The financial segment of the paper quantifies the economic benefits of these design considerations in terms of the vessel’s CAPEX and OPEX. A select group of installations and vessel operation on a specific number of routes were considered in this analysis. It is recognised that the installation of energy saving devices and other technologies increases the CAPEX. It was examined whether a corresponding reduction in OPEX, taking also into account of the EU-ETS requirements, was achievable. The financial model considers all of the above and puts into perspective the economic impact of these installations.
Overall, the foreseeable impact on LNGC design and operation due to EEDI, CII, EU-ETS and Fuel-EU maritime regulations were found to be significant. Further, a structured method that can be considered for evaluating the suitability of various technologies into LNGC design was developed. Also, the financial analysis provides an overview of the potential economic impact of the design developments. Essentially, in order for ensuring continued compliance with the evolving GHG reduction regulations, the LNG carriers should be designed to be as efficient as possible at newbuild phase. Careful assessment of various factors should be undertaken prior to choosing the installations for improving technical and operational efficiency. In addition, vessel designs should incorporate a level of flexibility towards integrating newer systems as retrofit installations over the course of its operation. All of this is key in assuring longevity of LNG carriers as we move into the age of decarbonisation.
Power generation from cold energy during LNG regasification : Cryo-Powered Regas
IIn a world striving to balance continuous economic growth with reduction of Green House Gas emissions, LNG is a realistic and reliable energy solution for mitigating CO2 emission. However, the energy loss within the LNG supply chain has been an issue. As the cold energy of LNG is wasted on the conventional LNG regasification system, it is necessary to develop a technology to increase the efficiency of the NG supply chain and thereby reduce the fuel gas usage and the environmental impact.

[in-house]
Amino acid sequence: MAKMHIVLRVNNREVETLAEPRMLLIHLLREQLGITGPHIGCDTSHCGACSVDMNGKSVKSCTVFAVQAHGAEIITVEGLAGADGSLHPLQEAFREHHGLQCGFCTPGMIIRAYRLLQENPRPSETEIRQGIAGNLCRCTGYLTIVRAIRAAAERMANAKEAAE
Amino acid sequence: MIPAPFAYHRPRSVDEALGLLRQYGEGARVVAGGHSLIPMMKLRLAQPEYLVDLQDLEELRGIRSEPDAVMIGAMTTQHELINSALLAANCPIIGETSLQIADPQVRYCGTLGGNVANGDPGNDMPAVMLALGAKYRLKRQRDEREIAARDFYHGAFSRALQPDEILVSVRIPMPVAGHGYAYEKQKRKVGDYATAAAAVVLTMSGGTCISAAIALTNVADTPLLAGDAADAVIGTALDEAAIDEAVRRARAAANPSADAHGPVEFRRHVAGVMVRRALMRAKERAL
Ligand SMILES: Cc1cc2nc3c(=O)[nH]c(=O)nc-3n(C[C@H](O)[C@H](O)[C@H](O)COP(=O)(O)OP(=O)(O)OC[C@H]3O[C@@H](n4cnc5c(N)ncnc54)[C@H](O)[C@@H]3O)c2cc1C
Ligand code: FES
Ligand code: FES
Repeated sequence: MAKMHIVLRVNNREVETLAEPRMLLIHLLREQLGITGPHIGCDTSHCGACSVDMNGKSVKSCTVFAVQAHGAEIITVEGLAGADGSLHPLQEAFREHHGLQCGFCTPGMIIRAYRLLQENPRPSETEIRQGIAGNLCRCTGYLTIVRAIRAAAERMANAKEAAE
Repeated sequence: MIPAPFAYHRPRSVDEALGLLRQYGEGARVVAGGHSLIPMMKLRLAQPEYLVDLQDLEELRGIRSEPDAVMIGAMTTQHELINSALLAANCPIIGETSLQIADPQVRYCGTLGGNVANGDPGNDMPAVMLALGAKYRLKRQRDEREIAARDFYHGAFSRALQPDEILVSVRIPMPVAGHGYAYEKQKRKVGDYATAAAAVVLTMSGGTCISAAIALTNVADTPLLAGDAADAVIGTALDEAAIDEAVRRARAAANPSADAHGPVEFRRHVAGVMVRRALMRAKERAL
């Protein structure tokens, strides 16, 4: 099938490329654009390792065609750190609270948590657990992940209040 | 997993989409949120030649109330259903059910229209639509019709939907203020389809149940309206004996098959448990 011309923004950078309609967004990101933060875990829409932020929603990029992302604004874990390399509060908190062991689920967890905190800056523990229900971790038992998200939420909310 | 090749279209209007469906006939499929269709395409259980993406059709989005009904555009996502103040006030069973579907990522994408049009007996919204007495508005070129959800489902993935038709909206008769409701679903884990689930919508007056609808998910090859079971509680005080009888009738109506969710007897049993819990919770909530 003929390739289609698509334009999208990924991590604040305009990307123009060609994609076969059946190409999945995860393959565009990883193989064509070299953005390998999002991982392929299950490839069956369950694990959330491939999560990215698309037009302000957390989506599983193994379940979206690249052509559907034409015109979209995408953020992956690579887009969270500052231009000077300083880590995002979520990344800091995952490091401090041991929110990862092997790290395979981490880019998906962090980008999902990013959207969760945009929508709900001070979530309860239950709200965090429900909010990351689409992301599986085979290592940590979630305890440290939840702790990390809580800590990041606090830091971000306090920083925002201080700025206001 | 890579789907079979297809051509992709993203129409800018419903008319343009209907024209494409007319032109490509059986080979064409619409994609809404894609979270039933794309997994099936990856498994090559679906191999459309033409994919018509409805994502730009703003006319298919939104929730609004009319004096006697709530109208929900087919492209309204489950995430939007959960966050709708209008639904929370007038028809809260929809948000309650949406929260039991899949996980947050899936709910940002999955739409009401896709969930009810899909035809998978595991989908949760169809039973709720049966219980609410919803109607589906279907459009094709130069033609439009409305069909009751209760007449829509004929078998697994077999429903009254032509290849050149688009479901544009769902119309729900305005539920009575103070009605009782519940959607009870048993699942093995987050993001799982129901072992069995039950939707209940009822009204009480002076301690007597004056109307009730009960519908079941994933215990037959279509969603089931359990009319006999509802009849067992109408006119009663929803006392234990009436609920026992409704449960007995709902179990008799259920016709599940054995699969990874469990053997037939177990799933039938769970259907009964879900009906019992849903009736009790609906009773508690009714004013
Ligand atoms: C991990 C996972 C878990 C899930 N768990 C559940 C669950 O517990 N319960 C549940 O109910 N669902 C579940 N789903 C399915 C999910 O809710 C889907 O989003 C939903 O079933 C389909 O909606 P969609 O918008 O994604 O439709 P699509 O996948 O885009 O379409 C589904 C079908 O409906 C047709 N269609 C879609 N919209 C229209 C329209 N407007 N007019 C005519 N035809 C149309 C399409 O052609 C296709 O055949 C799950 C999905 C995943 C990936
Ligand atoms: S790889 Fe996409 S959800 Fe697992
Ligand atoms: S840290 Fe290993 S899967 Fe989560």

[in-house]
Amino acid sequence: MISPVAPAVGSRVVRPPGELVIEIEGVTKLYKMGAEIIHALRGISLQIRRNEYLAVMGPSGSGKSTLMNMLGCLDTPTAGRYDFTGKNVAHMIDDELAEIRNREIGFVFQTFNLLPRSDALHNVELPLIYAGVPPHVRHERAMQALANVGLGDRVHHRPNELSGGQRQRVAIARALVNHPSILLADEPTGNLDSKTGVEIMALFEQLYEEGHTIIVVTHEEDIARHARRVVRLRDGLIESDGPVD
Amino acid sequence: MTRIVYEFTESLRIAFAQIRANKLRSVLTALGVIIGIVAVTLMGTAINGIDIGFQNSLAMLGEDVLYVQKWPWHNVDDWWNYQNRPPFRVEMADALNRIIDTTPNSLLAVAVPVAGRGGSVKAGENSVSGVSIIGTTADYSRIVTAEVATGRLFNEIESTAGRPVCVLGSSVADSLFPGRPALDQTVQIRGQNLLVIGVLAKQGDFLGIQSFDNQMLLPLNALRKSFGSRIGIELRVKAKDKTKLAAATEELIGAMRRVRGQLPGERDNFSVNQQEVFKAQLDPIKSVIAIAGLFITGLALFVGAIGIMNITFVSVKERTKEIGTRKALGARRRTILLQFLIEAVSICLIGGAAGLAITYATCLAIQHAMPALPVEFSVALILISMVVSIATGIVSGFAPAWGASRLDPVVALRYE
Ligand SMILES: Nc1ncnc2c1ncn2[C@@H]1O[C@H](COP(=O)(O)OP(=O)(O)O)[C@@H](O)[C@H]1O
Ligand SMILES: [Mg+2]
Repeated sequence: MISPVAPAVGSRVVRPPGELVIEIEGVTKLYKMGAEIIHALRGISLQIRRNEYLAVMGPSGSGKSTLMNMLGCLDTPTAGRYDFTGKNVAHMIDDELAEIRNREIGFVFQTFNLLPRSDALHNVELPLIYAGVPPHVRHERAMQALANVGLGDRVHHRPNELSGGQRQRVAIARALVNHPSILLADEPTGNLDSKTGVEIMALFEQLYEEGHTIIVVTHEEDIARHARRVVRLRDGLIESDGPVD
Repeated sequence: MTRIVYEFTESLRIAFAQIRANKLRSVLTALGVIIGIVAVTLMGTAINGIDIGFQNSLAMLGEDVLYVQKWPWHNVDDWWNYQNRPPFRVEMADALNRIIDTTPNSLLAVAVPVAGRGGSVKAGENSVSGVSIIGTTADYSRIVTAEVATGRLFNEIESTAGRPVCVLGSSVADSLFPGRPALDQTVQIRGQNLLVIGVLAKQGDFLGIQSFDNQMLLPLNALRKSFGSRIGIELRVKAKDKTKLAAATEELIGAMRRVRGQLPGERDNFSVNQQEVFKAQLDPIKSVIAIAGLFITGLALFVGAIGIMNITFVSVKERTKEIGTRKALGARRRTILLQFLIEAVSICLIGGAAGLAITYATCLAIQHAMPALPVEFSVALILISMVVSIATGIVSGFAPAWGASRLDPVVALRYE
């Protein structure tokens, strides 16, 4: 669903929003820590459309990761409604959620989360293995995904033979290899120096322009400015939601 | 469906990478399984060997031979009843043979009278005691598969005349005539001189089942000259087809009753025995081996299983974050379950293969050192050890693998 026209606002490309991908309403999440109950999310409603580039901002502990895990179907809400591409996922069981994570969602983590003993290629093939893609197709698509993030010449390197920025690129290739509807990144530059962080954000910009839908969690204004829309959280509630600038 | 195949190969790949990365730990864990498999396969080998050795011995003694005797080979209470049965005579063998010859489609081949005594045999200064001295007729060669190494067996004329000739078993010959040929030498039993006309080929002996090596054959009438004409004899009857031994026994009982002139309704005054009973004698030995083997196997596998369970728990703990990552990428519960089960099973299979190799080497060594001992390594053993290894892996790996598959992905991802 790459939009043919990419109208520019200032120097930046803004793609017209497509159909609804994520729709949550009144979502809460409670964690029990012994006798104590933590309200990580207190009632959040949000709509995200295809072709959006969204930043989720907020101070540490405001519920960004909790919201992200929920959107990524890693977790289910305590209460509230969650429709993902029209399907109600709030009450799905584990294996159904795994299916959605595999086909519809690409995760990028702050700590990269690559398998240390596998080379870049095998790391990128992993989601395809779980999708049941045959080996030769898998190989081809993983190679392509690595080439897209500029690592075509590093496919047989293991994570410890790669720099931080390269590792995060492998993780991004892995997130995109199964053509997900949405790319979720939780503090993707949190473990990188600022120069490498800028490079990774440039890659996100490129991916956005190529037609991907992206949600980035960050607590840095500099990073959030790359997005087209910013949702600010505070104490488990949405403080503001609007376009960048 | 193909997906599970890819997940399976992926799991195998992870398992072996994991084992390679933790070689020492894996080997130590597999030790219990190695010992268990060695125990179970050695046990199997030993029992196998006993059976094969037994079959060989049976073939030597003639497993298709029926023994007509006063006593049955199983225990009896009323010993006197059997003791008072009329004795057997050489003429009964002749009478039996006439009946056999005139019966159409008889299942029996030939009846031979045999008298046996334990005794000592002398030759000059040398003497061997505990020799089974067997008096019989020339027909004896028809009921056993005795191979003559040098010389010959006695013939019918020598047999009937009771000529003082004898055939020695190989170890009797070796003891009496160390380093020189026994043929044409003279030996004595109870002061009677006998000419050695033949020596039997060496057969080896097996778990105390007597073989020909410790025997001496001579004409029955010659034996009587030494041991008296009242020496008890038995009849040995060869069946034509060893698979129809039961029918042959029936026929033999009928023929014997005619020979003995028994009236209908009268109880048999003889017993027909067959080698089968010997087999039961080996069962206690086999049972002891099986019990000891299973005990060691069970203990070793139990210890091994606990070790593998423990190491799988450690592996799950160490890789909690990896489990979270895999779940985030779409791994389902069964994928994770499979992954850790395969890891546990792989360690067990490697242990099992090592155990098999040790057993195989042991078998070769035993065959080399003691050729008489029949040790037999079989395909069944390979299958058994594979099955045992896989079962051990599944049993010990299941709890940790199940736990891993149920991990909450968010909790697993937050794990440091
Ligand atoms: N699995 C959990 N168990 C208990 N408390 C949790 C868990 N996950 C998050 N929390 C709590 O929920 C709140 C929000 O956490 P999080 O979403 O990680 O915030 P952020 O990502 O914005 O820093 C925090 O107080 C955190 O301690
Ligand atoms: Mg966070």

DSME and MOL have jointly developed a new LNG regasification technology named "Cryo-Powered Regas". It can utilize the LNG cold energy, which used to be disposed, as power generation energy by adopting the Organic Rankine Cycle(ORC) in the regasification process of FSRU. Consequently this technology is expected to reduce fuel consumption and environmental emission of FSRU significantly. Moreover, for the sake of maximizing FSRU asset value, tradability as LNG carrier was also considered. So far FSRU has applied main engine as DFDE to produce required electricity for regasification however due to large size of it, its performance was not so efficient that consumes more fuel.
By applying CPR, DSME & MOL succeeded to save fuel by optimizing DFDE size & configuration for electricity generation for regasification that saves more fuel by 2-stroke main engine application for CPR FSRU. As a result of that, DSME & MOL can provide CPR FSRU that can enjoy fuel saving benefits not only at FSRU mode but also at LNG carrier mode. A pilot-facility of the "Cryo-Powered Regas" system was built in DSME's R&D premises. Through this test, MOL and DSME verified that the system could successfully generate electricity up to its rated capacity. The result show that the performance of CPR pilot plant was consistent with the theoretical expectation within error bounds.
Consequently, the verification was completed through a pilot scale test prior to applying the technology to the commercial project, and the lessons learned through operating the experimental facility were reflected in the standard design.
Isolated vapour pockets and filling limits in gas carriers
Ever since the original version in 1976, the IGC Code has limited cargo tank filling levels to 98%. However, if the tank shape and pressure relief valve arrangements were suitable, Administrations could increase this limit. The 2016 edition of the Code is more specific. Administrations are permitted to increase cargo tank filling limits up to 99.5% - provided that no “isolated vapor pockets” (IVPs) can form at 15° list and 0.015L trim conditions (see 15.4 and 8.2.17). Under emergency conditions, if a loaded gas carrier has an extended time at these list and/or trim conditions, IVPs could form whereby cargo vapor could be trapped and separated by cargo liquid from the pressure relief valves and/or other vapor piping. Under these conditions, the cargo will heat up, and the liquid will expand, thus reducing the vapor space available and increasing the pressure in the IVPs.
As the relief valves cannot relieve the vapor pressure in such circumstances, cargo liquid will back up in the vapor lines or vent mast and could spill onto the deck. This is the reason the 2016 IGC Code requires that Administrations must ensure that no IVPs are formed at the stated list and trim conditions before they can permit filling levels above 98%. Previously, vessels have been permitted increased filling limits without having to prove that IVPs will not form, but under the revised 2016 Code, owner/operators have a few choices. They can choose to fill to the 98% limit, fill to the level at which IVPs begin to form - even if this is suboptimal, modify the arrangement to eliminate IVP formation, or ask their Flag Administration to grant an equivalency. Surprisingly, very little has been written about the IVP formation risk and appropriate mitigation.